Naturally when a child is born, one is on a business trip. It’s Murphy’s Law, or at least it’s our law! I was awoken at about 2AM on February 6, 2013 in my hotel room in Boston, hurriedly packed my bags, and trekked two and half hours home to Connecticut in the snow. Sean and I finished packing for our trip to St. Louis, and started making our way to LaGuardia Airport in NY. Just as we arrived at the terminal, we received a message that the baby had been med-flighted to Children’s Mercy Hospital in Kansas City, and if possible we should redirect our flight there. We had very little information to go on as to why that happened, and all we could do was focus our energies on getting to where we needed to be. We finally arrived at the hospital later on that afternoon and were escorted to our sweet baby boy in the NICU. The doctors and nurses couldn’t tell us much as Haylie had delivered by C-section and hadn’t yet signed any documentation allowing us medical details, but they comforted us as best they could. He was hooked up to so many wires and machines, frankly we had no idea what would lie ahead, and we just had to have faith that the story would end happily.
Once the necessary paperwork was signed, we were informed he had a very traumatic birth, and that he came out unresponsive. He suffered a few seizures in the nursery, and the Regional hospital he was born in felt it was best to transport him to a hospital more equipped to handle his medical needs. The doctors and nurses at Mercy were simply amazing, attending to his needs as well as ours. The hospital social worker was able to get us into the Ronald McDonald house nearby, in case his stay ended up being long. In typical Dylan fashion, he started to turn a corner very soon, and within a week was weaned off anti-seizure medications, was symptom free, and began devouring all of the infant formula in stock. We were told that we had every reason to expect he’d have a full recovery and that he would lead a completely normal life. What could have been a month’s stay was just a little over a week, and in no time, we were in our hotel room awaiting ICPC, snuggling our sweet boy and watching late night Rock-u-mentary’s on The Eagles as we began our first 2AM feedings.
The Road Home
Having avoided a major (20+feet) snowstorm on the way to Missouri, we were of course bound to hit another one on the way home. We got the call that we were able to return to CT and made the split-second decision to pack our bags, book a flight, and get home before Kansas City got buried in a foot or more of snow. Sean booked the flight online while I scurried around packing bags and checking us out of the room. We flew over to the airport, Sean dropped Dylan and I off at the terminal with the bags and went to return the rental car. I quickly scanned the Departures list and had a moment of sheer panic when I couldn’t find our flight. Knowing we had no car and no hotel, I calmly called my husband and asked him to confirm the flight number. At that moment, he realized he had booked our flight home, but it was for a MONTH LATER. I scooped up my sleeping son, made my way to the ticketing agent and begged for mercy. After paying a significant upgrade to get the last three tickets out of Missouri to an alternate airport, we were almost home. Did I snarl at every person who sneezed on that flight? Yes. Did I care that we sat next to the smelly bathroom? No (well, maybe). But we were going home! We left as two, but returned home as a family of three, and had quite the story to show for it!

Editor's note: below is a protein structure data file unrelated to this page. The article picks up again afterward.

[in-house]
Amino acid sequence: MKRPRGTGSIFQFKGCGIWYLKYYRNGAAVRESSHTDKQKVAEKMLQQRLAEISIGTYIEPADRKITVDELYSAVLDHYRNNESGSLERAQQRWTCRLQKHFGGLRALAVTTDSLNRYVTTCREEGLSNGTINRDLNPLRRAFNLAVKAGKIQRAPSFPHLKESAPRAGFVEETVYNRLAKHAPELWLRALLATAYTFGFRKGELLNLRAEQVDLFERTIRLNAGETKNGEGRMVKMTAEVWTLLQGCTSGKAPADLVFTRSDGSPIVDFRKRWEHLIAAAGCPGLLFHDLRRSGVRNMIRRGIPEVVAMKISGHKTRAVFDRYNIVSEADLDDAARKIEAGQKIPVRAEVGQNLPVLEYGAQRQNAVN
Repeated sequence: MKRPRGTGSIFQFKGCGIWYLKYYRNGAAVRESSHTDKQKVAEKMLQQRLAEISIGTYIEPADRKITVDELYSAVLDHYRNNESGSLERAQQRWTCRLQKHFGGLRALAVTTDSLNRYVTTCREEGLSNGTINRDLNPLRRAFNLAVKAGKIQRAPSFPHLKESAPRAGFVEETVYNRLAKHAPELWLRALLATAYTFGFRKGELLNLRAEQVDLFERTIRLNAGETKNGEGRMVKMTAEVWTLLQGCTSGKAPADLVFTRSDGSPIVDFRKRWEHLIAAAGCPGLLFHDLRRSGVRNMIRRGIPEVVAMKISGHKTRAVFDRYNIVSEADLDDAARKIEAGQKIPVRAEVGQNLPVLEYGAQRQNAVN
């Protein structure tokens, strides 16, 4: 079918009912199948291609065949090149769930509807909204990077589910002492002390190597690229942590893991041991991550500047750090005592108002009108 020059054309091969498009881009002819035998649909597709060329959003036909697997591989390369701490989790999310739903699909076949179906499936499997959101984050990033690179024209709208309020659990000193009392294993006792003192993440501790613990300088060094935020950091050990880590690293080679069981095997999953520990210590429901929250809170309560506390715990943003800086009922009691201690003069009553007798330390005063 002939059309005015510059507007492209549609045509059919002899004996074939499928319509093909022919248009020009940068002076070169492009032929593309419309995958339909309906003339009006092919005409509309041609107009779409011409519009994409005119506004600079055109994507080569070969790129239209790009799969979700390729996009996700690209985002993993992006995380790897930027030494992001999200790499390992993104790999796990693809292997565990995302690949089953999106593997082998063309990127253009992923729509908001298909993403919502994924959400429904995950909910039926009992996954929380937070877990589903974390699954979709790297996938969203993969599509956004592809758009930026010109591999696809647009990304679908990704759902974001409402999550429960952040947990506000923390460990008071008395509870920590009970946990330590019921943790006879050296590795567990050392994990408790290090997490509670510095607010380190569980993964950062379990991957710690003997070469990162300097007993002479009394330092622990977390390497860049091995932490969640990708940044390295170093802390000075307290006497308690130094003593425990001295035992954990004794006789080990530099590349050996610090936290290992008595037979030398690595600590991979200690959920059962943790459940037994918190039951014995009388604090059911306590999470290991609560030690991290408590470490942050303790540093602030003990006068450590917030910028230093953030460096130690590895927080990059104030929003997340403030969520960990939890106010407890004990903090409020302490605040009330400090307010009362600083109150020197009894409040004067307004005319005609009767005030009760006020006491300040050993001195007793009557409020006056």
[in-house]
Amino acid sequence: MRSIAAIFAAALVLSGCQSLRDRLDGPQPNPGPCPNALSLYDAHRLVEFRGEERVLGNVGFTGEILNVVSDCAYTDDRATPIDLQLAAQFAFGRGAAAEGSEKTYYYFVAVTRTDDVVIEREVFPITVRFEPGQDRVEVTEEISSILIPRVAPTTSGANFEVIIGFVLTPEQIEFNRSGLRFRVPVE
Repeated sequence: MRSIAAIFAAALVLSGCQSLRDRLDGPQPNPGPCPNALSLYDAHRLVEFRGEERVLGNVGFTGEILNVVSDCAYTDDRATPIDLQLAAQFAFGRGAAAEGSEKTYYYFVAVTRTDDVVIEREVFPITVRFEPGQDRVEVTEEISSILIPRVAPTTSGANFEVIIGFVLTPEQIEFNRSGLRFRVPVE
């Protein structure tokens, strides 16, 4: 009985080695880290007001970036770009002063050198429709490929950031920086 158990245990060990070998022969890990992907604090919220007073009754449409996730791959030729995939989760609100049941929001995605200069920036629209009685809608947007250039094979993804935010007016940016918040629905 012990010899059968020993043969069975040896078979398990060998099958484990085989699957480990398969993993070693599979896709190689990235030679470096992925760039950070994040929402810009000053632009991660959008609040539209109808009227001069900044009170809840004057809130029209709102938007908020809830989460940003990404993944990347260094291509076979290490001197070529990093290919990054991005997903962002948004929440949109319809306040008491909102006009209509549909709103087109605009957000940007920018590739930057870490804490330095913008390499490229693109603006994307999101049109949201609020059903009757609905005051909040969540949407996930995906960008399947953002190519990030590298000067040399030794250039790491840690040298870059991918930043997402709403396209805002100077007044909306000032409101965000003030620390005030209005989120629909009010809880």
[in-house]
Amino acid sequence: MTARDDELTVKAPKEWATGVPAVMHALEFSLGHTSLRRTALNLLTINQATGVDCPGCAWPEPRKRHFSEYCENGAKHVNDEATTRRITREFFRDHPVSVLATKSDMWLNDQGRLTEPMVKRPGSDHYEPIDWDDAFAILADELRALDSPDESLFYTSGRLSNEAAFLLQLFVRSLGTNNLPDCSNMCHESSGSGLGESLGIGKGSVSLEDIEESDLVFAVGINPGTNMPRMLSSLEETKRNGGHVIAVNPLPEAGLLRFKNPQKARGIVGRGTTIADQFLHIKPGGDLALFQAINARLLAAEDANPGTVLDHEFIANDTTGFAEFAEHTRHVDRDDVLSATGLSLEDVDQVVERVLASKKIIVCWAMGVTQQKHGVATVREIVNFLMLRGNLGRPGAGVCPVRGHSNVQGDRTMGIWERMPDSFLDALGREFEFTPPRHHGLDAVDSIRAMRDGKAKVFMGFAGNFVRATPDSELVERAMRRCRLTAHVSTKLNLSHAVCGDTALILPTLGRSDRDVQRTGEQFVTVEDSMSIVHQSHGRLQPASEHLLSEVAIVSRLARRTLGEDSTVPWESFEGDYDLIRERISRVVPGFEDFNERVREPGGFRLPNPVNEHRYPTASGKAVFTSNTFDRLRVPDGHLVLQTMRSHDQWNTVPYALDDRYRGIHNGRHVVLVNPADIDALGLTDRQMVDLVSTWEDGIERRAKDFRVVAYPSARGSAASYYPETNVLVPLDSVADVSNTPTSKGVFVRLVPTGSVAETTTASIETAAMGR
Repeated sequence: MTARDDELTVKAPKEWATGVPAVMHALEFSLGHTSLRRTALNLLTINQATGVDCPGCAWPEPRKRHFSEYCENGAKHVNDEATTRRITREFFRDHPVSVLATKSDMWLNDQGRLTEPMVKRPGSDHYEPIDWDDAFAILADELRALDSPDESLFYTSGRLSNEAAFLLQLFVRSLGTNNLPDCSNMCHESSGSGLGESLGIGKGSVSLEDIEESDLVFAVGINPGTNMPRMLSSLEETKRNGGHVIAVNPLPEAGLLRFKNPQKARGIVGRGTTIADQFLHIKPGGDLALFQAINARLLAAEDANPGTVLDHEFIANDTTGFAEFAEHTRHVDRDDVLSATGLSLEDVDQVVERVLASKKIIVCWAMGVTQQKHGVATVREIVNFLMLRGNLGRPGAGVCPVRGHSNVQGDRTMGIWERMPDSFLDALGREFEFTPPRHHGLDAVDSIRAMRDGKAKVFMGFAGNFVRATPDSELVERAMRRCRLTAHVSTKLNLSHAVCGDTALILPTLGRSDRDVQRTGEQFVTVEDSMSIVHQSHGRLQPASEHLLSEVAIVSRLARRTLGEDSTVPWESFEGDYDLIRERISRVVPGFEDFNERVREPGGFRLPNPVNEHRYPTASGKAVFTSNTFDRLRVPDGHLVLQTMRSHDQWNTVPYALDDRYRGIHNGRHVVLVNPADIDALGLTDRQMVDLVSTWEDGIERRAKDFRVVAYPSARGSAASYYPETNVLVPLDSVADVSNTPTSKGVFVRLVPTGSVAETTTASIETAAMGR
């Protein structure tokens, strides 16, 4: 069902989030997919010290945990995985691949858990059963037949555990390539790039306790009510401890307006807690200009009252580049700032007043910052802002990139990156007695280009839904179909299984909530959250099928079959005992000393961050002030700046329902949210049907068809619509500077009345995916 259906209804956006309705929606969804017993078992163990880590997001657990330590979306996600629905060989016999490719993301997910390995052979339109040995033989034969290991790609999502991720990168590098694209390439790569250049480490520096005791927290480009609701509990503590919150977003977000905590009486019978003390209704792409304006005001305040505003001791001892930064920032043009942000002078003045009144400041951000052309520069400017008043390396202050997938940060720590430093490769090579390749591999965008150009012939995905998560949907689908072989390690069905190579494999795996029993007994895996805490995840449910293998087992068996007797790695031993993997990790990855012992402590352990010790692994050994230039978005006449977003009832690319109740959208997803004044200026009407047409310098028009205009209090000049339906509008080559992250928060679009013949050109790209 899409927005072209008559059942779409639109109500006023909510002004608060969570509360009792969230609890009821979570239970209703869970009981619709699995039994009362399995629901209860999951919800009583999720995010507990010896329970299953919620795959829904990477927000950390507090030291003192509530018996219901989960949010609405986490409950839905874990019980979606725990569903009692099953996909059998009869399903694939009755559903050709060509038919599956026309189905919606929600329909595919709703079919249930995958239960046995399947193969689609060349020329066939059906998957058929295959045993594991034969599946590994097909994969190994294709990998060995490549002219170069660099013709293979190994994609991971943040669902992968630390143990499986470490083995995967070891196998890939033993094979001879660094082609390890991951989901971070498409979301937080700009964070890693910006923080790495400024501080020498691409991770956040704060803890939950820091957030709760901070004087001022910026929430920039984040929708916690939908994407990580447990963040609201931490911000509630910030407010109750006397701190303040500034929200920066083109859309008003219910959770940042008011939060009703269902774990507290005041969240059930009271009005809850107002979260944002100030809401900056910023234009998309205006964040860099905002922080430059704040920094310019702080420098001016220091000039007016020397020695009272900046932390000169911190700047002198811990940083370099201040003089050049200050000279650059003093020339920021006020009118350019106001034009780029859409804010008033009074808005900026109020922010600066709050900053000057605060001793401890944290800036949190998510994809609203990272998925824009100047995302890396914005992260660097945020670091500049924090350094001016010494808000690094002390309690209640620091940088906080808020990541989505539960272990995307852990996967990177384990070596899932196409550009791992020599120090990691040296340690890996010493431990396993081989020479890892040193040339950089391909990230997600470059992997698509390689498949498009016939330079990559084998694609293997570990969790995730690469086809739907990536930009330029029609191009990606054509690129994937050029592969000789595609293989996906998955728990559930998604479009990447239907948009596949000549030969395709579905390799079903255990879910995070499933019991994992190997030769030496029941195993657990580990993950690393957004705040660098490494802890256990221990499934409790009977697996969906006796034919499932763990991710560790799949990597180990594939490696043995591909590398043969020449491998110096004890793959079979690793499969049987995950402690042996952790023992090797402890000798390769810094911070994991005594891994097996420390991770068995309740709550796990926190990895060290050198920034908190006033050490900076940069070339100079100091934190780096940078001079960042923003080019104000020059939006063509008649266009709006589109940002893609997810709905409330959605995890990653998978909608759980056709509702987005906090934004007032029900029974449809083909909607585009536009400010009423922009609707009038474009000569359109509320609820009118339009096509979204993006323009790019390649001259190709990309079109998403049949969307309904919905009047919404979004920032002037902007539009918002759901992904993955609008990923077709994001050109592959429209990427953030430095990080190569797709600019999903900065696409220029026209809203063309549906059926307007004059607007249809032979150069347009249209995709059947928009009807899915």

These last two and a half years seem like a blur. Dylan has met every milestone and is the happiest, most precocious toddler there ever was. He’s smart, funny, curious, and knows exactly what he wants. He makes us marvel every day at how lucky we are and how divine this process truly is. We could brag on for pages to his birth parents whenever we send them pictures and letters. While we don’t hear back from them, I respect their need for privacy and have faith that they smile just a Iittle whenever they receive them. There are no mistakes in this world, of that I’m sure. Everything happens for a reason and we are led to exactly the things we are meant to have. “For I know the plans I have for you, declares the Lord, plans to prosper you and not to harm you, plans to give you hope and a future.” Jeremiah 29:11
Keep the faith…